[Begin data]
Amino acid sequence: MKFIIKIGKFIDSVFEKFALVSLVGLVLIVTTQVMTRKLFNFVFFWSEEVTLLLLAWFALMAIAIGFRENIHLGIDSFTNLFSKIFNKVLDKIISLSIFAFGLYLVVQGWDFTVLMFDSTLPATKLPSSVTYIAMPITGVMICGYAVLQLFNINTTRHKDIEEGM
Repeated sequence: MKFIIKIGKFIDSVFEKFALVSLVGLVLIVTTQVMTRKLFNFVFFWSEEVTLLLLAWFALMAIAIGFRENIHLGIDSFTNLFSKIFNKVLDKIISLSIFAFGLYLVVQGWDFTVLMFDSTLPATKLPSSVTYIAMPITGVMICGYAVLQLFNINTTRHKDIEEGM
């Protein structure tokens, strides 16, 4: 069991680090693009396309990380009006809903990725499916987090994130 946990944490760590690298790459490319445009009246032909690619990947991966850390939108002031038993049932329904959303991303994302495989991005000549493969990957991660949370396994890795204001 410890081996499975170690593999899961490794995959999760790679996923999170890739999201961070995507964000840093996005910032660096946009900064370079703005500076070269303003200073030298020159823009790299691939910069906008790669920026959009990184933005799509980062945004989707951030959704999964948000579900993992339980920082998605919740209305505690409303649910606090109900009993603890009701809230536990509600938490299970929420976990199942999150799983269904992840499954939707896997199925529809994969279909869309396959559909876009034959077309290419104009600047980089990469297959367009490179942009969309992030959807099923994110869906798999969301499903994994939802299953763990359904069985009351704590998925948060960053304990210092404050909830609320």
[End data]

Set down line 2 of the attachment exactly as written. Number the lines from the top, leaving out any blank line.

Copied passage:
Repeated sequence: MKFIIKIGKFIDSVFEKFALVSLVGLVLIVTTQVMTRKLFNFVFFWSEEVTLLLLAWFALMAIAIGFRENIHLGIDSFTNLFSKIFNKVLDKIISLSIFAFGLYLVVQGWDFTVLMFDSTLPATKLPSSVTYIAMPITGVMICGYAVLQLFNINTTRHKDIEEGM